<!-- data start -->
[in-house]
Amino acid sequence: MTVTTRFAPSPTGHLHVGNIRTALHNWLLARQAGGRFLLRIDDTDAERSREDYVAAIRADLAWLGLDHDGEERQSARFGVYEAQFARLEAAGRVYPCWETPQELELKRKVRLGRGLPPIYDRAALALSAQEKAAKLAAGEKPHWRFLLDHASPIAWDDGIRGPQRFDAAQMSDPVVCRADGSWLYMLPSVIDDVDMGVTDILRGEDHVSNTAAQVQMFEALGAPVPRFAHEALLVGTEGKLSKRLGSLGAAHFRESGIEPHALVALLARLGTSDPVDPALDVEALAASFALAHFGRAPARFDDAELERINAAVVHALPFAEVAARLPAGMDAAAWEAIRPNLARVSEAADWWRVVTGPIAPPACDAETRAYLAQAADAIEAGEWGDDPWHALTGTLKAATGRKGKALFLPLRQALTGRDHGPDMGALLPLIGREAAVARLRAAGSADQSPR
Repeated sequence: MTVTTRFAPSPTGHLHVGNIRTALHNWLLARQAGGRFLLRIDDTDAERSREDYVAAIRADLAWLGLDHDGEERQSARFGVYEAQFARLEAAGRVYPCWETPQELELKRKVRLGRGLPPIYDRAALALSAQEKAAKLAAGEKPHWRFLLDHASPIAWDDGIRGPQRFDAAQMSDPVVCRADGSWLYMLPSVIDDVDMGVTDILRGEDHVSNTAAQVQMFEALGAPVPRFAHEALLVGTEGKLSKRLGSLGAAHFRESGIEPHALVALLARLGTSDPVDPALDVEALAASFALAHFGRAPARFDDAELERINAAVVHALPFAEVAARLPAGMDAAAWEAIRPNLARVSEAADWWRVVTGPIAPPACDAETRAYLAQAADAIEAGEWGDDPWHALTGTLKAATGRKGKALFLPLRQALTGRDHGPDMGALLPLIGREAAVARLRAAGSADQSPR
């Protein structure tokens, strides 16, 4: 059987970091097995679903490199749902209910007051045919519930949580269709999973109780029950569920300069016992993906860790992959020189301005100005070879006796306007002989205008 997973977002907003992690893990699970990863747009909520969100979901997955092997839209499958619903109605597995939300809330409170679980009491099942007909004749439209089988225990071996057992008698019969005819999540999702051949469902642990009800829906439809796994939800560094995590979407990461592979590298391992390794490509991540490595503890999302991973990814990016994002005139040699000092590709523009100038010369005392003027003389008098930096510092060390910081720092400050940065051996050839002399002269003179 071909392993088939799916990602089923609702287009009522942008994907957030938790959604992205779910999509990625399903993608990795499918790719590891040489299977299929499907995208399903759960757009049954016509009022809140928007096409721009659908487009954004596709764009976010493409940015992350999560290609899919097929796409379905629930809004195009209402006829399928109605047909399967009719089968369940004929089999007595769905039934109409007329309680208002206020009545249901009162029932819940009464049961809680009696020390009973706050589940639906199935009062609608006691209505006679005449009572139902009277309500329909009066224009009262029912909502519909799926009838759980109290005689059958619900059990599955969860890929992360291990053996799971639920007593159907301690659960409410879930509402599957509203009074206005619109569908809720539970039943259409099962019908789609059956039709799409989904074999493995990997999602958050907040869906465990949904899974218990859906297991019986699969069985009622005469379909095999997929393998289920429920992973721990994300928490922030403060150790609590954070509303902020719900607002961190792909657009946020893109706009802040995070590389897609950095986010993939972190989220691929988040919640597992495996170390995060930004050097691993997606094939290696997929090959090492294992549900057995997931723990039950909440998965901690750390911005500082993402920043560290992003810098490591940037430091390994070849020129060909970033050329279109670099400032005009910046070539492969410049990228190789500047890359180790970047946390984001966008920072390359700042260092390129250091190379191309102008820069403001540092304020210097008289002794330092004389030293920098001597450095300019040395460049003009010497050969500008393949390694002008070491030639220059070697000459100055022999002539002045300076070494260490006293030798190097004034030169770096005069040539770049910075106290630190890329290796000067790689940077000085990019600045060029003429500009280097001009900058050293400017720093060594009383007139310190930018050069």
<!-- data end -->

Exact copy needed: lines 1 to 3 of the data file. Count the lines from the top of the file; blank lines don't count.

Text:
[in-house]
Amino acid sequence: MTVTTRFAPSPTGHLHVGNIRTALHNWLLARQAGGRFLLRIDDTDAERSREDYVAAIRADLAWLGLDHDGEERQSARFGVYEAQFARLEAAGRVYPCWETPQELELKRKVRLGRGLPPIYDRAALALSAQEKAAKLAAGEKPHWRFLLDHASPIAWDDGIRGPQRFDAAQMSDPVVCRADGSWLYMLPSVIDDVDMGVTDILRGEDHVSNTAAQVQMFEALGAPVPRFAHEALLVGTEGKLSKRLGSLGAAHFRESGIEPHALVALLARLGTSDPVDPALDVEALAASFALAHFGRAPARFDDAELERINAAVVHALPFAEVAARLPAGMDAAAWEAIRPNLARVSEAADWWRVVTGPIAPPACDAETRAYLAQAADAIEAGEWGDDPWHALTGTLKAATGRKGKALFLPLRQALTGRDHGPDMGALLPLIGREAAVARLRAAGSADQSPR
Repeated sequence: MTVTTRFAPSPTGHLHVGNIRTALHNWLLARQAGGRFLLRIDDTDAERSREDYVAAIRADLAWLGLDHDGEERQSARFGVYEAQFARLEAAGRVYPCWETPQELELKRKVRLGRGLPPIYDRAALALSAQEKAAKLAAGEKPHWRFLLDHASPIAWDDGIRGPQRFDAAQMSDPVVCRADGSWLYMLPSVIDDVDMGVTDILRGEDHVSNTAAQVQMFEALGAPVPRFAHEALLVGTEGKLSKRLGSLGAAHFRESGIEPHALVALLARLGTSDPVDPALDVEALAASFALAHFGRAPARFDDAELERINAAVVHALPFAEVAARLPAGMDAAAWEAIRPNLARVSEAADWWRVVTGPIAPPACDAETRAYLAQAADAIEAGEWGDDPWHALTGTLKAATGRKGKALFLPLRQALTGRDHGPDMGALLPLIGREAAVARLRAAGSADQSPR